Seine fishermen work to catch chum salmon during a six-hour opening outside of Amalga Harbor. (Michael Penn | Juneau Empire File)

Seine fishermen work to catch chum salmon during a six-hour opening outside of Amalga Harbor. (Michael Penn | Juneau Empire File)

Pebble Mine opponents troubled by Dunleavy’s letter

Stakeholders react to Dunleavy’s relationship with mining company after CNN obtains emails

Fishermen, tribal communities and legislators are reacting to a report last week from CNN alleging Gov. Mike Dunleavy worked in close coordination with the company behind the Pebble Mine project.

“Is it really that surprising that this is what we’re continuing to see given (Dunleavy’s) relationship with the president and the mining company?” asked Lindsay Layland, deputy director of the United Tribes of Bristol Bay, an organization of tribes in Southwest Alaska.

“When you look back on it, the fact that our governor has already written letters to investors,” Layland said in a phone interview Monday, referencing a July 30 letter Dunleavy sent to Randy Smallwood of Wheaton Precious Metals Corp. In the letter Dunleavy told Smallwood the State of Alaska has “a keen interest” in the project.

“It’s an email I didn’t expect to see, but thinking back on it kind of makes sense,” Layland says.

Dunleavy told the Empire in a Dec. 20 phone call he supports the review process for all projects in the state by the appropriate agencies and wanted to make sure any project gets a fair vetting in the permitting process.

[Dunleavy responds to Pebble Mine report]

“If permitting process demonstrates that Pebble is going to be harmful to the environment, then that’s not a project that’ll go through,” Dunleavy said. “But again, I want to know what the studies and what the permitting process says.”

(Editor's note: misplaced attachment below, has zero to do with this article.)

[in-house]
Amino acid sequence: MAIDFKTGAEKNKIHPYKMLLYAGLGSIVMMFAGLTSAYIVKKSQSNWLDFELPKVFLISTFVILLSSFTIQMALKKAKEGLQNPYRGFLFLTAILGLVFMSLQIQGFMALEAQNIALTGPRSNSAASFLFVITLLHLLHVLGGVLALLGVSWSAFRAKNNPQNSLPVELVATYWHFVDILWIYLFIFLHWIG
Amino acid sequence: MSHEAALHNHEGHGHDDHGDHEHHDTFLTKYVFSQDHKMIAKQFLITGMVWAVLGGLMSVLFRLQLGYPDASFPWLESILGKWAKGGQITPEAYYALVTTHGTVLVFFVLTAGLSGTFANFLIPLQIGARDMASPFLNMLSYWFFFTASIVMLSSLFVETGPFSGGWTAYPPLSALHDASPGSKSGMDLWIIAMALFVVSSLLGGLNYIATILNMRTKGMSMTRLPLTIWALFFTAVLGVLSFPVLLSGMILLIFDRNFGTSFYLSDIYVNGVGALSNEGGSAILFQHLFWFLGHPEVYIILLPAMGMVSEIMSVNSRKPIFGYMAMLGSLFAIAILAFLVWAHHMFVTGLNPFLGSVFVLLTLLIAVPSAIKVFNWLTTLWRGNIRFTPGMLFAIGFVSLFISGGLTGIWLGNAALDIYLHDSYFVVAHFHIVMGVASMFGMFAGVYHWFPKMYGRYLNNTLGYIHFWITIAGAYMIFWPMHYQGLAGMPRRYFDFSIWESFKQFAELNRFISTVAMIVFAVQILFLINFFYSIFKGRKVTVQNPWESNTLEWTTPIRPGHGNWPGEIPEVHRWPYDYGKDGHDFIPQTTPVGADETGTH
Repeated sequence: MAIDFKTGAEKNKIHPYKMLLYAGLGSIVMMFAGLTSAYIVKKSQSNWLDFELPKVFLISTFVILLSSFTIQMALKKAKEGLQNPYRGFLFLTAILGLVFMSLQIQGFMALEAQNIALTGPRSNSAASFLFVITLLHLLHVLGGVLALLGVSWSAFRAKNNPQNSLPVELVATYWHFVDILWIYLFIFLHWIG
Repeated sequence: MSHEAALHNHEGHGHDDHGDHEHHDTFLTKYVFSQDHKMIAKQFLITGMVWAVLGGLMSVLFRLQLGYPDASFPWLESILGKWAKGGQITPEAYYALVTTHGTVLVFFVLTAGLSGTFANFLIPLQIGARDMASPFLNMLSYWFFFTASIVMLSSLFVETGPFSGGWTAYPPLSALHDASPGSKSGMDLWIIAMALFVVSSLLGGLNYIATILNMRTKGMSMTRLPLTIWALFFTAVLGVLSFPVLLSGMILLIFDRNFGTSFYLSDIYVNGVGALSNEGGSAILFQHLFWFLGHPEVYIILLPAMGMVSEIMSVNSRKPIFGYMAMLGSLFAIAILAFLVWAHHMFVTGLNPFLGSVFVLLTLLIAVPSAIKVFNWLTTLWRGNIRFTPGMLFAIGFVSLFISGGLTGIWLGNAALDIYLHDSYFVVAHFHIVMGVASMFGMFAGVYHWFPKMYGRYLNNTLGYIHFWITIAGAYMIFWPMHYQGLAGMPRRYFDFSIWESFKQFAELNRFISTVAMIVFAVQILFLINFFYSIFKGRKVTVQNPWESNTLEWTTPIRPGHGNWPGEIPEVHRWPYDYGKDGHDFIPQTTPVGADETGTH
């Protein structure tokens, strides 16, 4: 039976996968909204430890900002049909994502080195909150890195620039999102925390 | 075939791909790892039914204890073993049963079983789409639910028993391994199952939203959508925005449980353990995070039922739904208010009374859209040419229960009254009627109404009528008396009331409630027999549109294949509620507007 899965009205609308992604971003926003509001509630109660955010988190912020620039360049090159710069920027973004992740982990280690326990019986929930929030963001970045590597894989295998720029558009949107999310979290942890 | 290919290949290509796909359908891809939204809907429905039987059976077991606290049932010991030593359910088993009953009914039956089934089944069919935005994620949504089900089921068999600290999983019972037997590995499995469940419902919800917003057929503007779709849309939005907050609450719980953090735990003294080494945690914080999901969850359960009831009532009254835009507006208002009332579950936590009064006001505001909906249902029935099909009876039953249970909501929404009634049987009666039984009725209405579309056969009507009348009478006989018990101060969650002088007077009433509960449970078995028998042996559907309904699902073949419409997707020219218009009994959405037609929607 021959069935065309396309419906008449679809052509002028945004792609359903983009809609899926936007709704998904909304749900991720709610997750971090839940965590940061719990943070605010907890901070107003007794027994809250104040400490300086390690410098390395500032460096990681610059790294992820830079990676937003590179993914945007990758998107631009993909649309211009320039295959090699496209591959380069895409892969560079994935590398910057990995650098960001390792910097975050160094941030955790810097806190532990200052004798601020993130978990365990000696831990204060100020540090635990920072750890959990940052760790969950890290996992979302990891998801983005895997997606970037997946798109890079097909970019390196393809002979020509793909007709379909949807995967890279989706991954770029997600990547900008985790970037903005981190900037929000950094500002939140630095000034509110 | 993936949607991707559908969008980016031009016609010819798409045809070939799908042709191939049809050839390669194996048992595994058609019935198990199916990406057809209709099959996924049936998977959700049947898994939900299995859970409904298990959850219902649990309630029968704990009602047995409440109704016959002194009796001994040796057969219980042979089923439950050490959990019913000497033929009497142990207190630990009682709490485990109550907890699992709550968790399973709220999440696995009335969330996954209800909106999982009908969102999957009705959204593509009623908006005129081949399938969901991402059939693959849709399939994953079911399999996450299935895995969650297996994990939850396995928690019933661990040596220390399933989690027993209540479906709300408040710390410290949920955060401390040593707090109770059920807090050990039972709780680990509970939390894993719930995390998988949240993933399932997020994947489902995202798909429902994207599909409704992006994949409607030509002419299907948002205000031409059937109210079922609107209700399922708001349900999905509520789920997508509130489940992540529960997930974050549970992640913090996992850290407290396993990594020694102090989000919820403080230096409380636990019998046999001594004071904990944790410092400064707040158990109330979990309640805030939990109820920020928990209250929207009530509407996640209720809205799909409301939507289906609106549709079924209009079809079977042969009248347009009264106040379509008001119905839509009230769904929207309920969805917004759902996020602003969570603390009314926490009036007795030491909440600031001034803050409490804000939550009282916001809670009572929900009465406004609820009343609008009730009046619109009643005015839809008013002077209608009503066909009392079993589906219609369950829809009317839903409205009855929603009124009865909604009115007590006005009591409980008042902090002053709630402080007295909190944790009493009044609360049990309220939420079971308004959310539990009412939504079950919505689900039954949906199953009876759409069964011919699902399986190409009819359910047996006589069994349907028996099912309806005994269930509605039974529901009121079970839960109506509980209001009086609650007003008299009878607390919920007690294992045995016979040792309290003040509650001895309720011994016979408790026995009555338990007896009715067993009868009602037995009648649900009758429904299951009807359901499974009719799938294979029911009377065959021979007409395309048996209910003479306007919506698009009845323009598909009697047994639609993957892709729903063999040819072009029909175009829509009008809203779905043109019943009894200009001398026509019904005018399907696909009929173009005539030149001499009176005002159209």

On Dec. 19, CNN reported it had obtained a number of emails between the governor’s office and the Pebble Partnership allegedly showing the company was “secretly coaching (Dunleavy’s) office in how to influence the Trump administration.”

Dunleavy’s office and representatives from Pebble have argued it’s not unusual for interested parties to suggest language to government officials concerning projects.

“Many times administrations seek information from various interests,” said Mike Heatwole, spokesperson for the Pebble Mine project for the Pebble Partnership. “What an administration or folks choose to do with it is entirely up to them.”

CNN published a letter from Dunleavy to the Army Corps of Engineers which was nearly identical to a draft version sent to his office by Pebble. In the interview with the Empire, Dunleavy said there was always review of information from parties on both sides of an issue.

“The assumption that’s it’s verbatim — I don’t necessarily agree that it’s verbatim,” Dunleavy said.

Heatwole accused CNN of running an narrative against the Pebble Mine project and not publishing all the information the company has sent them.

“CNN has been very selective,” he said. “They have a narrative against the project. We’ve shared with them quite a bit more than they run with.”

But opponents of the Pebble Mine were troubled by the governor’s actions.

“The whole thing is extremely ironic. He’s telling Alaskans to trust the process, but behind the scenes he’s working with a heavy hand to support Pebble,” said Nelli Williams, Alaska Director of Trout Unlimited. “It makes me wonder who the governor has in mind when he’s making these decisions. Is it Alaskans, or is it a foreign owned mining company?”